Volkswagen T-Roc First UK Reviews Criticize the Interior

Volkswagen T-Roc First UK Reviews Criticize the Interior 1 photo
Photo: YouTube screenshot
What happened to Volkswagen? For a while, it looked like the German company could only make well conceived, sober but practical cars with the best build quality in the segment. But the all-new T-Roc crossover has messed up in many departments.
The first videos that came out during the launch were seen through rose-tinted glasses. However, the first UK reviews show that that T-Roc is far from perfect. Here's Mat Watson giving us a 10-minute rundown of its flaws and perks.

The one problem everyone, not just Mat, keeps talking about is the dashboard, which is made from hard plastics. It's everywhere, not just the lower console, but also the top of the dash and doors. Both the Golf, on which the T-Roc is based on, and the much cheaper Polo have soft-touch dashboards.

This is unacceptable, considering the test car seen here costs more money than a Golf R or and matches a similarly equipped but bigger Tiguan SUV.

Volkswagen also wants extra money for the LED indicators in the front bumper or the digital dashboard. And we don't think the T-Roc looks that amazing. Sure, it's angular and modern, but have you seen a Peugeot 3008 interior?

It's not all bad news, though. One area where Volkswagen has done decent work is handling. With the Sport package, it drives better than most crossovers, while the 2.0 TSI combined with DSG and AWD makes the T-Roc quite fast. But you do lose some trunk space due to the transfer case over a standard FWD model.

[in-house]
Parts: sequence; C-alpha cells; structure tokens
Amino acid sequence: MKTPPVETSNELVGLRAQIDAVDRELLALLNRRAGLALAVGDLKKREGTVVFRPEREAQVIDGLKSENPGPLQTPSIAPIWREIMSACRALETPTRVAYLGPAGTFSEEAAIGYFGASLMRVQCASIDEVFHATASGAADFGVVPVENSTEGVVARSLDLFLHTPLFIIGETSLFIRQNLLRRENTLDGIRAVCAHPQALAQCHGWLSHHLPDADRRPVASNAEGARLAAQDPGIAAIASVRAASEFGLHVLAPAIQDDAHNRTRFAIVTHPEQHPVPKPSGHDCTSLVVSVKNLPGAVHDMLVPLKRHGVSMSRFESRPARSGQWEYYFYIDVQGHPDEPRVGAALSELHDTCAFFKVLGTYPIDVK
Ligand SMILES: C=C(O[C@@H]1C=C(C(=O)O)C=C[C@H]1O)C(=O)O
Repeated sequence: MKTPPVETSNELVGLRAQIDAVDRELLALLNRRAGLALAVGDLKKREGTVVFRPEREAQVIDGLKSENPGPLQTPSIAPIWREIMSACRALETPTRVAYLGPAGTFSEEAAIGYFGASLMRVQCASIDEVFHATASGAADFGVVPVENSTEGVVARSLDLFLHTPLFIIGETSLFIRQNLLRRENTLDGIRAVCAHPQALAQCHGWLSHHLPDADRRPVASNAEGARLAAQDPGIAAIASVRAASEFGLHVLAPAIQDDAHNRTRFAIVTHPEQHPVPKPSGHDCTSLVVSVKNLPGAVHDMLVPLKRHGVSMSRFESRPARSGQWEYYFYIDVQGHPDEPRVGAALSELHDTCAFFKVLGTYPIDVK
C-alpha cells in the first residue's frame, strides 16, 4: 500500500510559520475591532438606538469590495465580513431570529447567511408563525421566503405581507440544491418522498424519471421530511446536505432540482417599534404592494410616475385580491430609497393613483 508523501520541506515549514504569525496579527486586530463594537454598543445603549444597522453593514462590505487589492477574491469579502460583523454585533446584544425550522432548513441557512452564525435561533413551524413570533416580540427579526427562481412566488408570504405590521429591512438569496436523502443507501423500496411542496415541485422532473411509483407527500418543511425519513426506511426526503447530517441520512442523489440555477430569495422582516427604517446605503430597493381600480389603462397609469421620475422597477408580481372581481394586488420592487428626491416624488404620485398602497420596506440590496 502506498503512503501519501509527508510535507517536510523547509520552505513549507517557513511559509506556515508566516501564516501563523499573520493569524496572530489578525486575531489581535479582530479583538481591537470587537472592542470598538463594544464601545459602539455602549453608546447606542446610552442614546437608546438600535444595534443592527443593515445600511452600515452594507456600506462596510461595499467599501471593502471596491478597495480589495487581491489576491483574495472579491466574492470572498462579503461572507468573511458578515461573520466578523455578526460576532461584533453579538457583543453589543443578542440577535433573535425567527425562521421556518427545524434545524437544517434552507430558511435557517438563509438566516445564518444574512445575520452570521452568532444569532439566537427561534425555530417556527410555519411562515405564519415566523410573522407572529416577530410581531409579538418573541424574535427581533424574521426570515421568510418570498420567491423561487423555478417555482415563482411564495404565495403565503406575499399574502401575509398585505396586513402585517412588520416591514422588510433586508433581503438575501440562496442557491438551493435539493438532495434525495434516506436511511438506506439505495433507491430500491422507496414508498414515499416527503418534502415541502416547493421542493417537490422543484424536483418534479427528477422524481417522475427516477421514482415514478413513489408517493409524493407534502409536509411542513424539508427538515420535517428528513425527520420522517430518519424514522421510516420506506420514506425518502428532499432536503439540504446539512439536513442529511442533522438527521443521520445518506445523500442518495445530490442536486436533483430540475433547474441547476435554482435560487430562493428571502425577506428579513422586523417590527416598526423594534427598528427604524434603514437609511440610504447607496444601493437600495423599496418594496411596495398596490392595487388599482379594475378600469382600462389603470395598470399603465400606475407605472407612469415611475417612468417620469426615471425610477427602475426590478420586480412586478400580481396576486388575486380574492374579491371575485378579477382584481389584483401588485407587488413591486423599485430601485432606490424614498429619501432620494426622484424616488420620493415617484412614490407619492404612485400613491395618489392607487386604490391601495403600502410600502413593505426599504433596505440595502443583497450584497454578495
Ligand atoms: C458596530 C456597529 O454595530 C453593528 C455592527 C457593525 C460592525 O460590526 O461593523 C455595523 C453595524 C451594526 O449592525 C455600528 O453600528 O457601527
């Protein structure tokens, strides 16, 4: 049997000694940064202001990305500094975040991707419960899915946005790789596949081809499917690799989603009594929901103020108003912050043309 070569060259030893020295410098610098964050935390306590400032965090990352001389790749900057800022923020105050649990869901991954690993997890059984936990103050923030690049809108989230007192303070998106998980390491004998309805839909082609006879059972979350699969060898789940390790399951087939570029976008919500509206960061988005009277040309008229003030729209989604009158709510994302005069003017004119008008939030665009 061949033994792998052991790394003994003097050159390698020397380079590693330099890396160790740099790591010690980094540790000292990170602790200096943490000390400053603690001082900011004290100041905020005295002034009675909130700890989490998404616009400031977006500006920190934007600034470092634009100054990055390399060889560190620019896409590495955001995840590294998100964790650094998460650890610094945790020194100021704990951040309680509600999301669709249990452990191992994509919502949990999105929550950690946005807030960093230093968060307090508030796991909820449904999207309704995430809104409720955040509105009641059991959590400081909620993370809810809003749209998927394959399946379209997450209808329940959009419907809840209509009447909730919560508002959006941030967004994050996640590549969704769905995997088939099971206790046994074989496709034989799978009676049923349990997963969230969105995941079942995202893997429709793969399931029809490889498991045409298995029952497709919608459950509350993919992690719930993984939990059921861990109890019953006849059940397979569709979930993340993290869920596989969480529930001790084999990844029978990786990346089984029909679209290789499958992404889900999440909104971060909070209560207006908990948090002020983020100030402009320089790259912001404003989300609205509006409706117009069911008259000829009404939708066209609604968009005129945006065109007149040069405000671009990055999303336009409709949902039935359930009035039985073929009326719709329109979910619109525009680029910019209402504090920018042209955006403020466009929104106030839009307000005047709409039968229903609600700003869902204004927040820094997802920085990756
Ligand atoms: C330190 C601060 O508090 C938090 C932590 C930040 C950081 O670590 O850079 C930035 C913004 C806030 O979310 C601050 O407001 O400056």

Everybody says the pick of the engine range is the 1.5 TSI because it's quick, smooth and quieter than a diesel. But VW sales still show TDI is very popular.

Also, it doesn't feel as comfortable as a regular Golf, Mat says. When you raise a car, you can either leave the suspension as it is and have it lean into corners or stiffen it to compensate. That's why if you want a comfortable small Volkswagen SUV, you'd be better off with the Skoda Karoq.

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About the author: Mihnea Radu
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Mihnea's favorite cars have already been built, the so-called modern classics from the '80s and '90s. He also loves local car culture from all over the world, so don't be surprised to see him getting excited about weird Japanese imports, low-rider VWs out of Germany, replicas from Russia or LS swaps down in Florida.
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